When you look across the four Gospels, several named individuals.
Jesus and Peter.
Simon the leper.
Mary, who, according to John 12, is the woman who has entered.
And then there’s people who are not named: the Pharisees.
This indicates the importance that they hold in this event.
He has a place for them in His story of redemption.
Examine the actual act of this sinful woman, Mary.
First, Luke tells us that she begins this by weeping tears onto the feet of Jesus and then wiping his feet with her hair.
Foot washing, if we think also about the last supper, was an act performed by the lowest of the servants.
Leather sandals in a hot environment - gross, dirty, sweaty, smelly.
But, the refreshment you feel when your feet have been cooled and cleansed!
Jesus indicates in the Luke version that no one had offered water to wash His feet.
This woman humbles herself before Jesus and performs this act.
She undoes her hair, again an act of humility, and uses her hair to clean his feet.
She is showing herself to be completely humbled before the Christ.
After she has wiped his feet clean, she brings out this bottle of fragrance.
Spikenard is a plant grown in India, so this was an imported fragrance.
We find out its value equaling that of a year’s wages (300 denarii).
Breaking the flask, a permanent unsealing of the opening, requiring she use the entire bottle.
This fragrance that was probably the most valuable thing she owned.
Possibly she had earned enough and considered it an investment for her immoral work.
It has also been suggested it was an heirloom passed along to her.
Regardless of how she got it, it was the best of who she was.
And she poured the entirety of it onto Jesus.
John tells us that the smell of the fragrance filled the entire house.
Of course there were those who didn’t like what she did (vv.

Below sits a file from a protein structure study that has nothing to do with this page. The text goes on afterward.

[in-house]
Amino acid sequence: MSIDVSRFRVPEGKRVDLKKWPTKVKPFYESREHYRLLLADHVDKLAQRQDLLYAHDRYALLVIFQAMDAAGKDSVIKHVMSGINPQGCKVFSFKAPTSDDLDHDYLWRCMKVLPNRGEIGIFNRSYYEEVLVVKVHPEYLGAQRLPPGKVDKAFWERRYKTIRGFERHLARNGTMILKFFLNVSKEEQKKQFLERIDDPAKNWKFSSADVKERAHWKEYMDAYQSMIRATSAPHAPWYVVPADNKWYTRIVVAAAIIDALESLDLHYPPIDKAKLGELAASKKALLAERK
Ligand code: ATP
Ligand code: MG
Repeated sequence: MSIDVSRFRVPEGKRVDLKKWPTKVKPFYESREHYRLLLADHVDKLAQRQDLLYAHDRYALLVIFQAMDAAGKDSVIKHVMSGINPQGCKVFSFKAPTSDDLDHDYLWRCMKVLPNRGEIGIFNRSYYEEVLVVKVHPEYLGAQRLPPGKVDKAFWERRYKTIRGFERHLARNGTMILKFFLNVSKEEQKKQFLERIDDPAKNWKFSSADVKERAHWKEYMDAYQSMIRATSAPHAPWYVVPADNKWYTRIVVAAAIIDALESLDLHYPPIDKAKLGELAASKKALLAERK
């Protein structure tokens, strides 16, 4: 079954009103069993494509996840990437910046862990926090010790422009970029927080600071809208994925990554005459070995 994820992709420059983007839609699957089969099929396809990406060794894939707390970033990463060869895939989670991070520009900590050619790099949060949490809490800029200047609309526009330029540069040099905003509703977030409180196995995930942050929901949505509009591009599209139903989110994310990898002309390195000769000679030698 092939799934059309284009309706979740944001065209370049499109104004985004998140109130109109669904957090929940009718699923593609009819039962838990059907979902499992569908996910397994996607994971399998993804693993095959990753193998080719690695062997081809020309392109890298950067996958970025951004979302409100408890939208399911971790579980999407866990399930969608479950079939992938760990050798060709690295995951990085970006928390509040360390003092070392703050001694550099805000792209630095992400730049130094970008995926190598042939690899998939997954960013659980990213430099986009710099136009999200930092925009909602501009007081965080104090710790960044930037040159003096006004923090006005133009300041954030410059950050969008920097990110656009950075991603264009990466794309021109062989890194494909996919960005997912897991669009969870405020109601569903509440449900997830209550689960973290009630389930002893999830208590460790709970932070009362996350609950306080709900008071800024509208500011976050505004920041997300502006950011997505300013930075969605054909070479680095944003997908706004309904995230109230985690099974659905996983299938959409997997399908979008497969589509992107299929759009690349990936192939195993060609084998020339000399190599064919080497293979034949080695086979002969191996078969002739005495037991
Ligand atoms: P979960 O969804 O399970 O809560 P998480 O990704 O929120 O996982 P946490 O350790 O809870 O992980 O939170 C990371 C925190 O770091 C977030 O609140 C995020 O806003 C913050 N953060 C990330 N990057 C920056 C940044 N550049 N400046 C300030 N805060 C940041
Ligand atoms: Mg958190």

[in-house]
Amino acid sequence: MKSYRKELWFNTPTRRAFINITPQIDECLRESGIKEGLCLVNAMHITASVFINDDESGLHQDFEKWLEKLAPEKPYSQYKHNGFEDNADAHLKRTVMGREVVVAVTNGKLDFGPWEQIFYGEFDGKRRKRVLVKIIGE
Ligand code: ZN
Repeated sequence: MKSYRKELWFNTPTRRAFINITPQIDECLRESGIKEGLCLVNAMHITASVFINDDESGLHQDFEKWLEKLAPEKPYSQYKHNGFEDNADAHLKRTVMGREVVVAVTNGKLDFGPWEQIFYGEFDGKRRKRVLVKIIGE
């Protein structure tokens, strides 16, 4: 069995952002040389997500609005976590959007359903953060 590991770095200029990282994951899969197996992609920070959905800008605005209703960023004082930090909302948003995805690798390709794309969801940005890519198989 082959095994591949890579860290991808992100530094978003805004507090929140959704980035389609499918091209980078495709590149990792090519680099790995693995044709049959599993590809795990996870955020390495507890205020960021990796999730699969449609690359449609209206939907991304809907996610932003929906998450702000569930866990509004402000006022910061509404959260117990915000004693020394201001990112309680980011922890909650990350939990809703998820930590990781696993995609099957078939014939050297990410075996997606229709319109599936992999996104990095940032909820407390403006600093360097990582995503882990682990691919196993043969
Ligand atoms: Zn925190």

John is willing to name names: Judas Iscariot; He even going as far as telling why he did it: he was a thief.
Yet, Jesus shows that this act of love was accepted by Him.
Regardless of who brings their worship, what they’ve done, what their reputation is, Jesus accepts their acts of worship.
Here Jesus points them to the fact that He is going to die soon (v.
Matthew and John tell us this happened just a few days before His arrest.
Jesus knew He was going to die, He was not surprised.
Then why go to Jerusalem?
Why go willingly?
Because His death meant something:
Jesus died for the rejected.
This is the primary reason Jesus came - to save sinners.
His perfect life to not just fix, but to perfectly forgive.
This work of redemption required Him to give up His life.
Just as He gave up His life for this woman who had lived a life of sin, so He has done it for you.
But, just as his care included acceptance, so He offers this to you today.
Because Jesus didn’t just die for this woman, but he honored her.
Jesus honors the rejected.
V. 9 - wherever the Gospel goes, the story of this woman goes.
The birth of Jesus?
Matthew and Luke only.
The healing of the paralytic, not in John.